Dysfunctional families and chronic illness…they go together like, well, mash potatoes and sauerkraut. Which is to say they really don’t mix together too well. I’ve heard it said by someone experienced with seeing patients enduring serious health conditions on a regular basis that nothing bubbles up tense family dysfunction like an ongoing illness. I couldn’t argue; it was completely true. As such, we’re exploring here a little more in depth what we already talked about here which is how your unique family role impacts your chronic illness. (You can read part one where I describe the roles more in depth.)

Families and Chronic Illness: How the Role You Had in Your Family Makes a Difference

Going through the list, if you’re the star child/hero child, you will most likely be believed for your chronic illness since your parents view you in such a positive light. But on the unfortunate side, you may be in denial yourself of your own medical condition since denial was the default mechanism you used to cope with a dysfunctional family. Not to mention, some of your health problems could have stemmed from the stress placed on you from your family and they may mistake your rest for a lack of drive which perhaps wasn’t evident in your youth.

As most of us know, chronic illness is not as cut and dry as arriving at your diagnosis. It took multiple factors to arrive at the point you are now- which includes not only physical factors but emotional ones as well. Have you examined ways that are helpful to cope with your drive towards perfectionism? Or perhaps as a star child, you were praised so highly by your family that your sibling(s) felt neglected and have decided to turn against you which can also take its form in turning their backs on you in your illness. Think of the situation with Joseph and the coat of many colors and his brothers as a prime example. (You can read his story in full here for context and what his story can mean for us in our struggles here.)

The scapegoats of the family are probably the ones who will most likely not be believed out of all the roles in a dysfunctional family system. Why is this? Remember from above that scapegoats will actually tell the truth about the dysfunctional family and later may be called out for being “crazy” or “exaggerating the situation.”
I can from firsthand experience see this as true from watching the life of my husband who I could tell relatively soon after our initial meeting was the scapegoat of his family. His story is a common one amongst scapegoats: he was abused in his youth and told the truth of what was occurring behind closed doors by telling his biological father of the harm he was receiving at home. His father was rightfully angry and tried to take custody of him. Child services then eventually became involved which is when his mom intercepted with the remark, “You better tell them that you lied or else your siblings will all be sent to separate homes and you’ll never see them again.” Of course being young and not knowing better, my husband in his youth lied to child services saying that it was all made up. Ever since, his mom has tried to paint him as the boy who cried wolf. Why? Because it serves the interest
of the dysfunctional parent to do so. If he was actually seen as credible, he would be a legitimate eyewitness in addressing what really happened behind closed doors. After that, it becomes so hardwired into the brain of the dysfunctional parent(s) that they believed the lie they created. This can, in turn, transfer over to chronic illnesses. Of course the scapegoat would be making up their health condition! They exaggerate the truth, just like they did throughout their childhood! Says the dysfunctional family. If this sounds like your life as a scapegoat, how have you coped? Have you needed to distance yourself from your family after your health dwindled? Has your family denied your health condition or diminished its severity, or have you experienced a different painful experience as a scapegoat with your chronic illness? Family Dysfunction (11)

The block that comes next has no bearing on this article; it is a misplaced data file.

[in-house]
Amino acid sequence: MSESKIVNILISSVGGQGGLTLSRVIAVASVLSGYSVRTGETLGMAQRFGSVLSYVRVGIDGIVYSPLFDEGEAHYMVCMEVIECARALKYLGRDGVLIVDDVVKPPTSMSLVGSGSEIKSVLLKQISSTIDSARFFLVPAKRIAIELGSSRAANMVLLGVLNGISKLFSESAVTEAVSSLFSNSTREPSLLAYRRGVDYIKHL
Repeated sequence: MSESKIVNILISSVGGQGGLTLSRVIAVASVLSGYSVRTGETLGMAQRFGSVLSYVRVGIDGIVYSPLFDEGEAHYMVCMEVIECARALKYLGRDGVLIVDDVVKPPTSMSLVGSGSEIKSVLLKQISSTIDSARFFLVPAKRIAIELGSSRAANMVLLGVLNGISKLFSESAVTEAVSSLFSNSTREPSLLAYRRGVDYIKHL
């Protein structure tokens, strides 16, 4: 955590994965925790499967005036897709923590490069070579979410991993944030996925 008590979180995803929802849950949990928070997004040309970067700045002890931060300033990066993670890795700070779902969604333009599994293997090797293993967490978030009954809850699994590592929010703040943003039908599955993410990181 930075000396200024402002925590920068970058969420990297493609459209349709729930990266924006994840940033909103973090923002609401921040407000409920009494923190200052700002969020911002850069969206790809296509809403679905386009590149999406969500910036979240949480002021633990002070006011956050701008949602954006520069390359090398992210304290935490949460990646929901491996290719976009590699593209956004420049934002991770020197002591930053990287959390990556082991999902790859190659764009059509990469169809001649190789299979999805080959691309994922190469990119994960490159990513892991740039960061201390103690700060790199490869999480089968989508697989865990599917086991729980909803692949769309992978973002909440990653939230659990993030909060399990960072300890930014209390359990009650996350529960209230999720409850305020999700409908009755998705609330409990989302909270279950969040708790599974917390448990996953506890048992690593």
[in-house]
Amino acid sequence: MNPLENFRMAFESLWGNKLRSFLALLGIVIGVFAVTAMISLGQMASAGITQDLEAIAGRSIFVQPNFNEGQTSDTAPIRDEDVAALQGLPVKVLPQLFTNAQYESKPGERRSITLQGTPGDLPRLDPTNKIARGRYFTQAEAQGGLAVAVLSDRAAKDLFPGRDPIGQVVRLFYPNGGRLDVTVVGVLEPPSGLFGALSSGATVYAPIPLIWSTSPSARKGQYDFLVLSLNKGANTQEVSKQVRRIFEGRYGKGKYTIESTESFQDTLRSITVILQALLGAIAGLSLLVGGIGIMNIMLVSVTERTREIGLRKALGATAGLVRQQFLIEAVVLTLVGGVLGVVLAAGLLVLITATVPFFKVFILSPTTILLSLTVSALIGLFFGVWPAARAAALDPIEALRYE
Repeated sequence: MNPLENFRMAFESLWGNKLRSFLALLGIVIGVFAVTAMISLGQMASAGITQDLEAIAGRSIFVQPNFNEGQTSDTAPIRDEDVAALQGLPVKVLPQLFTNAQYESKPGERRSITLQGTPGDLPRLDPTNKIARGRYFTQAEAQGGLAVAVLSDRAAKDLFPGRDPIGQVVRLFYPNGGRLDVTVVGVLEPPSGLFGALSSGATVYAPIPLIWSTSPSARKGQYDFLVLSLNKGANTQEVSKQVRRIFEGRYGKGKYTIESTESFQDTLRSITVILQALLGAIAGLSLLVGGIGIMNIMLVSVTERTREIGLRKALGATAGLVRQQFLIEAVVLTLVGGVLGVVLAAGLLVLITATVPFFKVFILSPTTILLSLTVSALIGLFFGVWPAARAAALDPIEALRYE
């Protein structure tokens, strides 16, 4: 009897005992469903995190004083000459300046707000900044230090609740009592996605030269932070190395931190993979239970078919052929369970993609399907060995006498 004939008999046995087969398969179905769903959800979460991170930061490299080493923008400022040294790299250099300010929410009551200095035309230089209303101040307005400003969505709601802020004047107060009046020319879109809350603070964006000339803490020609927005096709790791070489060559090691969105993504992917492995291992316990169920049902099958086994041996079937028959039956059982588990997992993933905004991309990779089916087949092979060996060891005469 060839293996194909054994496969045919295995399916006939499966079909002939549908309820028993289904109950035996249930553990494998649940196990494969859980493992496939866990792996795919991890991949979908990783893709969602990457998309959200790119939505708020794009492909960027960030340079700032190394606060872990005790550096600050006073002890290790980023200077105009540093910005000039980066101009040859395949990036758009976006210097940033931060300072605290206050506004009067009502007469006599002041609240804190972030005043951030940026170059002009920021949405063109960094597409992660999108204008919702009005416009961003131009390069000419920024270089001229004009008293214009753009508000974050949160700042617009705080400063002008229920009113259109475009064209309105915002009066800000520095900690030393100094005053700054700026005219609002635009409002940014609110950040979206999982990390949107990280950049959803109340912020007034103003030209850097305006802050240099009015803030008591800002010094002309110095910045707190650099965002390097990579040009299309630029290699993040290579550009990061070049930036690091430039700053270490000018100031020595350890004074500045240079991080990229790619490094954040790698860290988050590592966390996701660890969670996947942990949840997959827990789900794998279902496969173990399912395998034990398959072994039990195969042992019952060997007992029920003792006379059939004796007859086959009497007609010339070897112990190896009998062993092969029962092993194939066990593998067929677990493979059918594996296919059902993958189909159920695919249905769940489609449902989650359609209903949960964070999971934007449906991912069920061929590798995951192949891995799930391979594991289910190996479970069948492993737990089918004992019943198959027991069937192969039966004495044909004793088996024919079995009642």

As the lost child, you will have experienced possibly more neglect than your other siblings. This can seem like a blessing and a curse in a dysfunctional family unit. Think of it as the “Kevin McCallister syndrome.” If you remember from Home Alone and Home Alone 2, Kevin wished to be alone and away from his dysfunctional family for Christmas. And what happened? His wish came true for two years in a row, giving him both the pleasure and the misery of being parted away from his family. As a lost child, just as you are forgotten about, your health condition too, could be forgotten. Or perhaps your chronic illness receives enough validation, but you still are cast to the side and forgotten in the mix of the rest of your family unit. As a lost child, what have you experienced in the realm of your dysfunctional family and chronic illness? Is your chronic illness forgotten, or have you experienced something else entirely different? 

The mascot of the family typically has a hidden reservoir of pain that’s covered by their facade of humor. You may have a difficult time even admitting your sick. After all, who wants to be a killjoy? Bringing a serious medical condition to a family you’ve tried to rescue through entertainment for years wouldn’t be an easy feat. Have you been able to address the seriousness of the issue and has your family responded with an open understanding? 

 

If you have a dysfunctional family and chronic illness, do you recognize yourself in any of these roles? What about your siblings? How do you feel like this plays into your life with chronic illness and having a relationship with your family? Why do you feel like families and chronic illness are so difficult?

Hope in Christ,